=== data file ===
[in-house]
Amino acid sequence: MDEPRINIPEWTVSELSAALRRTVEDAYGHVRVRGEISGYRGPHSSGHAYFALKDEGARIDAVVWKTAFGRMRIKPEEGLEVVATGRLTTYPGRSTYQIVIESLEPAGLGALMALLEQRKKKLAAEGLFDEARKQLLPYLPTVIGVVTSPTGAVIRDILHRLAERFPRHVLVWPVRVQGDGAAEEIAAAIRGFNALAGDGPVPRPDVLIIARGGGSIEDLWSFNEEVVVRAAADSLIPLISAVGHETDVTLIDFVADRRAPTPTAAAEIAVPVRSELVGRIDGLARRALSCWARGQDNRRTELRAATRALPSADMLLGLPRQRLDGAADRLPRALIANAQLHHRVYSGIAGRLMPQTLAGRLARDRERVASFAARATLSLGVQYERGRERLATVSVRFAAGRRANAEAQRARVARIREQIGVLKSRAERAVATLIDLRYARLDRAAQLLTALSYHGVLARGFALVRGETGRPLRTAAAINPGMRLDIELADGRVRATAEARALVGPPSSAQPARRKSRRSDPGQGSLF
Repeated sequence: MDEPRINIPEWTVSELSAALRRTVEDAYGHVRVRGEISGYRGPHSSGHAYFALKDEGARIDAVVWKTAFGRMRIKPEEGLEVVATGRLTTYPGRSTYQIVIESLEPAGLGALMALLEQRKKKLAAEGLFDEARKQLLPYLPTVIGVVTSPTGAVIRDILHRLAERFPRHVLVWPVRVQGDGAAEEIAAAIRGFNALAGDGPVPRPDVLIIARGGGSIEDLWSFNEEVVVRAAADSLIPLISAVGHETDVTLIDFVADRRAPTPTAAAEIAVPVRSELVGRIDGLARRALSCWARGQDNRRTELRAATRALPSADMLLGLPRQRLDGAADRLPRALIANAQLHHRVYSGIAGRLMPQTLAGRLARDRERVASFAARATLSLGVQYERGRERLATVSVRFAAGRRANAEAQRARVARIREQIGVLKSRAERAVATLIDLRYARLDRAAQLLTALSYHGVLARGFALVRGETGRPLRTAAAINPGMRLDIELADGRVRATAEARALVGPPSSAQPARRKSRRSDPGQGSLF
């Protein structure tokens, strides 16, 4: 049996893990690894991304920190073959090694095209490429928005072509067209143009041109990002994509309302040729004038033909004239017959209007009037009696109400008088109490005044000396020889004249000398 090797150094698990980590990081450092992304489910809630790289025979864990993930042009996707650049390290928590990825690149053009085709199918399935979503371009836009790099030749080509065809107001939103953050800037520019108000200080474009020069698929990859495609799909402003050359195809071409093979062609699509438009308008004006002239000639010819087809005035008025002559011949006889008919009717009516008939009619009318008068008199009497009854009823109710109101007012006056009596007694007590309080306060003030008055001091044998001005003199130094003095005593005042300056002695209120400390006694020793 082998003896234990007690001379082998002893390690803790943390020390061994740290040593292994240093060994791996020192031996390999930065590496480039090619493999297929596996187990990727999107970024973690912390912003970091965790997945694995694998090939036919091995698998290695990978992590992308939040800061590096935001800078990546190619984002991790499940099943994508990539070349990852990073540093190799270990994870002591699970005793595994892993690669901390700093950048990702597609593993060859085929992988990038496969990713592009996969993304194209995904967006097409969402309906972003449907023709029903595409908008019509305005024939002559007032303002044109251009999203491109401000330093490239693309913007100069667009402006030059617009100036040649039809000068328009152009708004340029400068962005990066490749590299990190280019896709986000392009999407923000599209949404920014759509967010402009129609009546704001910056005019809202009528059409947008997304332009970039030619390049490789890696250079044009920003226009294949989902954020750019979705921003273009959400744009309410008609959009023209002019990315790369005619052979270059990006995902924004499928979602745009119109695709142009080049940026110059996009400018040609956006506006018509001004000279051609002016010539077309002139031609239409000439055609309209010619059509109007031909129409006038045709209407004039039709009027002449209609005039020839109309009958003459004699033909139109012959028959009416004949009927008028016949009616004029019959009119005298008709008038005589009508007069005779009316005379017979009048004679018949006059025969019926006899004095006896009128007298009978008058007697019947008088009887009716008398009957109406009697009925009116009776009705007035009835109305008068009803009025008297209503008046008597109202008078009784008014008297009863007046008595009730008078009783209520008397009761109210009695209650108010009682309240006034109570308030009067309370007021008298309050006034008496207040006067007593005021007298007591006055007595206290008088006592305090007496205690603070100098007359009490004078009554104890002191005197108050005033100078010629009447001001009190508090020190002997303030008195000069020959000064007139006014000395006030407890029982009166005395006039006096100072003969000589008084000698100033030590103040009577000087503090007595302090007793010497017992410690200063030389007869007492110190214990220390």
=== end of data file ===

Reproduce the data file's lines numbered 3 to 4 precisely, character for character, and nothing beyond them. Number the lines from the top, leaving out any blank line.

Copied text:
Repeated sequence: MDEPRINIPEWTVSELSAALRRTVEDAYGHVRVRGEISGYRGPHSSGHAYFALKDEGARIDAVVWKTAFGRMRIKPEEGLEVVATGRLTTYPGRSTYQIVIESLEPAGLGALMALLEQRKKKLAAEGLFDEARKQLLPYLPTVIGVVTSPTGAVIRDILHRLAERFPRHVLVWPVRVQGDGAAEEIAAAIRGFNALAGDGPVPRPDVLIIARGGGSIEDLWSFNEEVVVRAAADSLIPLISAVGHETDVTLIDFVADRRAPTPTAAAEIAVPVRSELVGRIDGLARRALSCWARGQDNRRTELRAATRALPSADMLLGLPRQRLDGAADRLPRALIANAQLHHRVYSGIAGRLMPQTLAGRLARDRERVASFAARATLSLGVQYERGRERLATVSVRFAAGRRANAEAQRARVARIREQIGVLKSRAERAVATLIDLRYARLDRAAQLLTALSYHGVLARGFALVRGETGRPLRTAAAINPGMRLDIELADGRVRATAEARALVGPPSSAQPARRKSRRSDPGQGSLF
């Protein structure tokens, strides 16, 4: 049996893990690894991304920190073959090694095209490429928005072509067209143009041109990002994509309302040729004038033909004239017959209007009037009696109400008088109490005044000396020889004249000398 090797150094698990980590990081450092992304489910809630790289025979864990993930042009996707650049390290928590990825690149053009085709199918399935979503371009836009790099030749080509065809107001939103953050800037520019108000200080474009020069698929990859495609799909402003050359195809071409093979062609699509438009308008004006002239000639010819087809005035008025002559011949006889008919009717009516008939009619009318008068008199009497009854009823109710109101007012006056009596007694007590309080306060003030008055001091044998001005003199130094003095005593005042300056002695209120400390006694020793 082998003896234990007690001379082998002893390690803790943390020390061994740290040593292994240093060994791996020192031996390999930065590496480039090619493999297929596996187990990727999107970024973690912390912003970091965790997945694995694998090939036919091995698998290695990978992590992308939040800061590096935001800078990546190619984002991790499940099943994508990539070349990852990073540093190799270990994870002591699970005793595994892993690669901390700093950048990702597609593993060859085929992988990038496969990713592009996969993304194209995904967006097409969402309906972003449907023709029903595409908008019509305005024939002559007032303002044109251009999203491109401000330093490239693309913007100069667009402006030059617009100036040649039809000068328009152009708004340029400068962005990066490749590299990190280019896709986000392009999407923000599209949404920014759509967010402009129609009546704001910056005019809202009528059409947008997304332009970039030619390049490789890696250079044009920003226009294949989902954020750019979705921003273009959400744009309410008609959009023209002019990315790369005619052979270059990006995902924004499928979602745009119109695709142009080049940026110059996009400018040609956006506006018509001004000279051609002016010539077309002139031609239409000439055609309209010619059509109007031909129409006038045709209407004039039709009027002449209609005039020839109309009958003459004699033909139109012959028959009416004949009927008028016949009616004029019959009119005298008709008038005589009508007069005779009316005379017979009048004679018949006059025969019926006899004095006896009128007298009978008058007697019947008088009887009716008398009957109406009697009925009116009776009705007035009835109305008068009803009025008297209503008046008597109202008078009784008014008297009863007046008595009730008078009783209520008397009761109210009695209650108010009682309240006034109570308030009067309370007021008298309050006034008496207040006067007593005021007298007591006055007595206290008088006592305090007496205690603070100098007359009490004078009554104890002191005197108050005033100078010629009447001001009190508090020190002997303030008195000069020959000064007139006014000395006030407890029982009166005395006039006096100072003969000589008084000698100033030590103040009577000087503090007595302090007793010497017992410690200063030389007869007492110190214990220390």